If you want to speed up the process, rent a bobcat or similar vehicle. That will save you a lot of time and work. You can also invite club members or other RC hobbyists to help, especially if you’re planning on letting them drive with you.

You may want to have a water source nearby to clean off the vehicles, provide water for the drivers, and to wet down the track (depending on the surface type). Nearby electricity will also keep the fun going longer.

Nitro RC cars are wonderful for outdoor RC tracks, especially if they’re further out of town and they don’t require electricity, but they may need the occasional maintenance, so it helps to not be too far away from civilization. Finally, remember to have bathrooms nearby. Your racers will thank you.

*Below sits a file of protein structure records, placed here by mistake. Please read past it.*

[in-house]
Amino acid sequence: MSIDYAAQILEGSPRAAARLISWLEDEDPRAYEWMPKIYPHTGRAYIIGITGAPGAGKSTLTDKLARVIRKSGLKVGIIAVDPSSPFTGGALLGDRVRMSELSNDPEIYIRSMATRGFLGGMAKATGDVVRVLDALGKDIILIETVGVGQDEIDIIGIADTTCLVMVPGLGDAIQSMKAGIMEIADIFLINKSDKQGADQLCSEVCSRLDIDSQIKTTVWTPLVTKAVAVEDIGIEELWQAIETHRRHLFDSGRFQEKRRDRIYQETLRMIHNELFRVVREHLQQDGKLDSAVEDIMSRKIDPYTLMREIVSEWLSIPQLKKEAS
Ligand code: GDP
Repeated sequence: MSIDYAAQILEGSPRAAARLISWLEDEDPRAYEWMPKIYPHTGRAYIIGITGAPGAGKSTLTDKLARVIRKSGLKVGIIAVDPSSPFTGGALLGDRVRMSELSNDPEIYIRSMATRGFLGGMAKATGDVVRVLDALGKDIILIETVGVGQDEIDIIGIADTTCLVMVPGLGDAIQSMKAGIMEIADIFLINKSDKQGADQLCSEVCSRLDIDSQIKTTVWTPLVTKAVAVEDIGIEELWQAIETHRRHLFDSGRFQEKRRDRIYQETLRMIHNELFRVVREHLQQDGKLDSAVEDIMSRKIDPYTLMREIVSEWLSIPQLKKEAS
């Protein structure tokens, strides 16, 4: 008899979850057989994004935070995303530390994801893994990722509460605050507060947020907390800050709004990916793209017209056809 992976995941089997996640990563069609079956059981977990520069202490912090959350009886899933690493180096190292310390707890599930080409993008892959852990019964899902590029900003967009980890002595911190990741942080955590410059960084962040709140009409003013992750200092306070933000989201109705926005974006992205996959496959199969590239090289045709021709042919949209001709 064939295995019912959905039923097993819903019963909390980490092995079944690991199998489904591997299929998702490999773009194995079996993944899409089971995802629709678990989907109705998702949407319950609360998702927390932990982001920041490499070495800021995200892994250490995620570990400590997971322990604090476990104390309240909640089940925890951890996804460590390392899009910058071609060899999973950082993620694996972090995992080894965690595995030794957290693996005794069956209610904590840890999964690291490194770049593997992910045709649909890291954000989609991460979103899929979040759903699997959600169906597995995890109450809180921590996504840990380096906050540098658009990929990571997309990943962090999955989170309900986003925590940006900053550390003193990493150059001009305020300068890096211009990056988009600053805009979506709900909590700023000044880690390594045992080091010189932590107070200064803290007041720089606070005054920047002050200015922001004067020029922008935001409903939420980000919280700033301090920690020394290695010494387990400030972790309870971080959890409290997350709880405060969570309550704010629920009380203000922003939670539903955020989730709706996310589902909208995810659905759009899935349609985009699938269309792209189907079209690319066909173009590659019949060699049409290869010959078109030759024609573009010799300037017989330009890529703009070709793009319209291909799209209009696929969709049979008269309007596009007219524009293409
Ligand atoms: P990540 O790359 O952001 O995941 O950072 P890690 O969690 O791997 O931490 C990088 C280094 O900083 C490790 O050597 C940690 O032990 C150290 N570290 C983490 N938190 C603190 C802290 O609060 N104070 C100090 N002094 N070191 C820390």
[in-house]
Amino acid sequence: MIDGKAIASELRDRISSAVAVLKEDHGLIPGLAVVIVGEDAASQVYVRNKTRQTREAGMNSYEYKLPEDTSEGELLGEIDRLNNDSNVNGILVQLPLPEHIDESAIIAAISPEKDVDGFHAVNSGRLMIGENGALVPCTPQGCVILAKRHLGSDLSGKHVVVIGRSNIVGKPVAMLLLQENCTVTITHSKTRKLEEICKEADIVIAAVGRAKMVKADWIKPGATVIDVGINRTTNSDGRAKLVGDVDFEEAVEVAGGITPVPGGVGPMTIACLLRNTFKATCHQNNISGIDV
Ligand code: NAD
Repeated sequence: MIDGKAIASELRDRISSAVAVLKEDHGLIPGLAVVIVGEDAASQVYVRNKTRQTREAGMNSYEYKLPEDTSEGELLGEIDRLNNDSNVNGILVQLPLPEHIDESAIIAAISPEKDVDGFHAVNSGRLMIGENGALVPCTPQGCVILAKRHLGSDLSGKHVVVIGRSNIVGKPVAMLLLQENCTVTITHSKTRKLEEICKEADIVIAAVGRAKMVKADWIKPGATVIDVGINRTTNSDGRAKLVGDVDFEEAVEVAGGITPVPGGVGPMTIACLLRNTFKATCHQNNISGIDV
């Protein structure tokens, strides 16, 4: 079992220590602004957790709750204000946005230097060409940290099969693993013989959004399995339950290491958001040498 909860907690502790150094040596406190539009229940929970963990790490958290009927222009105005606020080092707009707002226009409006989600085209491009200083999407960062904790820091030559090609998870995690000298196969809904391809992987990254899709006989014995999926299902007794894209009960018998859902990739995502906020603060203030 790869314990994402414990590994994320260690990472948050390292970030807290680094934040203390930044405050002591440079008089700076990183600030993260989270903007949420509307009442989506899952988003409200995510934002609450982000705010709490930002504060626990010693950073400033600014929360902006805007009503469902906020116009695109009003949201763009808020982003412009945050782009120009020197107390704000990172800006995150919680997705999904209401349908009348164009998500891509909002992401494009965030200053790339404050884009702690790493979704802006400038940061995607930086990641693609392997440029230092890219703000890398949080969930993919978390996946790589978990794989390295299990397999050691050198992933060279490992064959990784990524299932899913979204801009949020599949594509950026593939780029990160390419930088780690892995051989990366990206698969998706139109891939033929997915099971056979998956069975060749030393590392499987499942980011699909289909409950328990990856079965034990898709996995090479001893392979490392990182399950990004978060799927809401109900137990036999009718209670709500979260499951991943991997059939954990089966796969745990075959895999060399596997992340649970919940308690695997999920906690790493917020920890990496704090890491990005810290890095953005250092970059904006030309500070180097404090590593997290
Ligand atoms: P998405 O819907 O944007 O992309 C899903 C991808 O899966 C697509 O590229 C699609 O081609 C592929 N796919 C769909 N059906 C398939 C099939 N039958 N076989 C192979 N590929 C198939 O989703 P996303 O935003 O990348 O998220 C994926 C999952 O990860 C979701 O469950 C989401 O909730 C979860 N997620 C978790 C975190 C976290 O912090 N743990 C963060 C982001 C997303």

How do I start a club? If you’re interested in starting a club, go for it! Clubs come in a lot of different varieties and often charge members a small yearly or monthly fee. A lot of the this money goes into maintaining the track, and so members get to drive for free while other guests might pay a little each time they come.

Some people advise having insurance for your club or making sure that all members sign a waiver so if someone gets hurt you won’t have to shell out tons of money. Setting up a non-profit organization can be fairly easy (and is tax-exempt).

This also allows you to have a bank account for your club where the dues can be placed until needed. Establish a racing and event schedule for club members and make sure you have a proper location for racing. Then, when you’ve established this schedule, stick to it. Reliability is more important than accommodation. Contact your local RC hobby store about promoting your club and, if you want, options for being recognized by some of the national RC racing organizations.